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Near East Kingdoms

Levantine States


Karaite Jews (Israel)
Incorporating Ananite Jews

Today's Israel and Palestine are irrevocably linked in terms of their history. The former was carved out of a large proportion of the already-expanded latter from 1948. Prior to that lies four thousand years of history, sometimes recorded, sometimes alluded to, and sometimes a complete mystery. Unpicking it to establish a relatively stable story has been the work of decades, and even today there are differences of opinion regarding many of the details.

The region in which both names came to be created was Canaan, which consisted of the long Mediterranean coastal strip between ancient Syria and Egypt. Today the northern part of this is known as the Levant. Various Semitic-speaking groups formed states in this region from around 3000 BC onwards. During climate-induced social collapse in the late thirteenth century BC, both a state known as Israel and a region known as Palestine emerged, giving both terms similar founding dates (very approximately), with the Phoenicians emerging to the immediate north during the same period.

Then came the beginnings of the Jewish Diaspora and the age of great empires in the form of the Persians, Greeks, Romans, Eastern Romans, Islam, and the Ottomans, until the twentieth century saw the most recent phase of empire-building come to an end and individual sovereign states emerge. Until that happened both Judea and Palestine remained occupied territories.

By the time independence was regained, Jewish groups had been emigrating to and from Israel and Palestine for two thousand years and more, spreading them far and wide across the Old World in a number of generalised groupings. Despite these groupings being joined across those centuries by converted regional locals, most modern Jews still carry a marked Near Eastern heritage in their DNA. Connections between the separate groups have also helped to maintain elements of unified practice in synagogues.

Karaite Jews incorporate the Karaim, otherwise known as Qaraite Jews (the Hebrew word 'qara' means 'to read'). This group of diaspora Jews lived mainly in medieval Egypt, Syria, Palestine, Iraq, and even Crimea. The Karaim are distinguished by their observed form of Judaism. They emerged out of the strict Ananite Jews who faded out of existence in the tenth century AD after having formed around their first literary figure, Anan ben David.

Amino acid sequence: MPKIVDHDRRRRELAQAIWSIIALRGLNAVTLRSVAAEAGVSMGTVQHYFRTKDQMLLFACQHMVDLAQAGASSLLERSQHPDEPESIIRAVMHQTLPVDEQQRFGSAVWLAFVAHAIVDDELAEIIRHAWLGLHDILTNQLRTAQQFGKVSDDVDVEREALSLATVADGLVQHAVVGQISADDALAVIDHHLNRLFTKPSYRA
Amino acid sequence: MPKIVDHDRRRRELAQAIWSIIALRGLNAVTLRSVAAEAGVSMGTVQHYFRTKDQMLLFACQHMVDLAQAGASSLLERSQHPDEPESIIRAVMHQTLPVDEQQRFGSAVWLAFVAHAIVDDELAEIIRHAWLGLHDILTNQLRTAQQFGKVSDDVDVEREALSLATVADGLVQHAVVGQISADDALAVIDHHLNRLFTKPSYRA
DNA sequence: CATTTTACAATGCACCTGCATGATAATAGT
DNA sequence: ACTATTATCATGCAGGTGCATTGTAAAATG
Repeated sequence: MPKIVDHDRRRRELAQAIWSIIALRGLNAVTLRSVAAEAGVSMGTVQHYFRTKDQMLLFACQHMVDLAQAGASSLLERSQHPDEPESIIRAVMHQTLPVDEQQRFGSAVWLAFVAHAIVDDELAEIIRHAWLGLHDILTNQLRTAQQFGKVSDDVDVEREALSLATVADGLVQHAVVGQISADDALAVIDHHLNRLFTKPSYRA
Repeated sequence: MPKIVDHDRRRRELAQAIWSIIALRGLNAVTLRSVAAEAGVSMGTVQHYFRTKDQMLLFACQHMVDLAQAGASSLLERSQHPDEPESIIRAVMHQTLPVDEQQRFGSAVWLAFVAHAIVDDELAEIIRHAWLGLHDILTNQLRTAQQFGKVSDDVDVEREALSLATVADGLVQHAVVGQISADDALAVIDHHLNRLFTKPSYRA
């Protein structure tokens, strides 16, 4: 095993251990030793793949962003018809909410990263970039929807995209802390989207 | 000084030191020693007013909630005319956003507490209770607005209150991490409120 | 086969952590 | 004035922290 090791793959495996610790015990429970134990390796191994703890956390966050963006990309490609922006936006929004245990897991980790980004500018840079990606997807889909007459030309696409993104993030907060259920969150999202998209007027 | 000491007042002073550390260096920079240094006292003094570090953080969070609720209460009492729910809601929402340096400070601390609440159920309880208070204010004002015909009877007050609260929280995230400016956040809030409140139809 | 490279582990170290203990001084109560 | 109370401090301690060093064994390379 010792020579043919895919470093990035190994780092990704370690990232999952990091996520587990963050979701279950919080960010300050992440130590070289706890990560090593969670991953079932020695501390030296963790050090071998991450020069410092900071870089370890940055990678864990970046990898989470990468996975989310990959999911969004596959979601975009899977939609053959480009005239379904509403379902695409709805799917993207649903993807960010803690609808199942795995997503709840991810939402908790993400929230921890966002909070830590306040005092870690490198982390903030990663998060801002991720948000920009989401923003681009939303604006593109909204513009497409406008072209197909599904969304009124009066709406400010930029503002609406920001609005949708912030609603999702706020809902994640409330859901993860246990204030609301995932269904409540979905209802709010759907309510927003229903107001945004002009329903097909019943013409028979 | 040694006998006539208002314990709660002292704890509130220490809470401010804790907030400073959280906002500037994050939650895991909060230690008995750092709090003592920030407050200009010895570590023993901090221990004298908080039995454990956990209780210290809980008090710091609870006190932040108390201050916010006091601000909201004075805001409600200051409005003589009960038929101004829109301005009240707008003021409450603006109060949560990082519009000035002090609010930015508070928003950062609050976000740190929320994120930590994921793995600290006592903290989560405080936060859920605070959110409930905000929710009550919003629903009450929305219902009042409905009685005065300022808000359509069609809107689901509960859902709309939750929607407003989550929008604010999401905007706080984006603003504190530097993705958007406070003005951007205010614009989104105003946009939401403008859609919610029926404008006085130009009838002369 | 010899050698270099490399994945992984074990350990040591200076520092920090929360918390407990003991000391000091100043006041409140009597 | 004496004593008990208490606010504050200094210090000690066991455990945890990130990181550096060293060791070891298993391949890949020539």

Karaites have mixed together various old and newer elements of Bible worship in favour of Rabbinic Judaism, although they have also been influenced over centuries by Rabbinic Judaism itself. They primarily recognise the Tanakh (the Hebrew Bible) as the single religious authority for the Jewish people (and not the Talmud), striving to adhere to the most obvious interpretation of the text. Opposition to them by other Jewish communities forced both to develop and improve their philosophies. Their earliest origins may lie in the Sadducees, although this topic is hotly contended.

The Arch of Titus

(Information by Peter Kessler, with additional information from the Illustrated Dictionary & Concordance of the Bible, Geoffrey Wigoder (Gen Ed, 1986), from Jewish War & Jewish Antiquities, Flavius Josephus, from Unger's Bible Dictionary, Merrill F Unger (1957), from Easton's Bible Dictionary, Matthew George Easton (1897), from Egypt, Canaan and Israel in Ancient Times, Donald Redford (Princeton University Press, 1992), and from External Links: Encyclopædia Britannica, and Bible Atlas, and Jewish Encyclopaedia.)

AD 68 - 73

Marcus Antonius Julianus fails to prevent the serious disturbances across Judea from devolving into all-out warfare. Instead Vespasian (Titus Flavius Vespasianus) is appointed as overall commander, of senatorial rank.

He besieges Jerusalem until the 'Year of the Four Emperors' provides a distraction. With popular support from across the eastern regions, he becomes the first Flavian emperor in AD 69, leaving his son, Titus Caesar Vespasianus to complete the siege. Jerusalem and the Second Temple are destroyed in AD 70, and many Jews are taken as captives to Rome, either to be executed or to be used as gladiatorial sacrifices.

Roman siege of Jerusalem AD 70
The Nabataeans are perhaps unknown for the part they played in the siege of Jerusalem in AD 67-70, however minor that part may have been, with their support going to the Romans against their long-standing regional rival

The development since the Hasmonaean period of an oral teaching tradition known as the tanna becomes the means by which the Judaic faith is able to survive the fall of the Second Temple, becoming central to Judaic prayer which replaces sacrifice. It leads directly to, and through, the emergence of Rabbinic Judaism.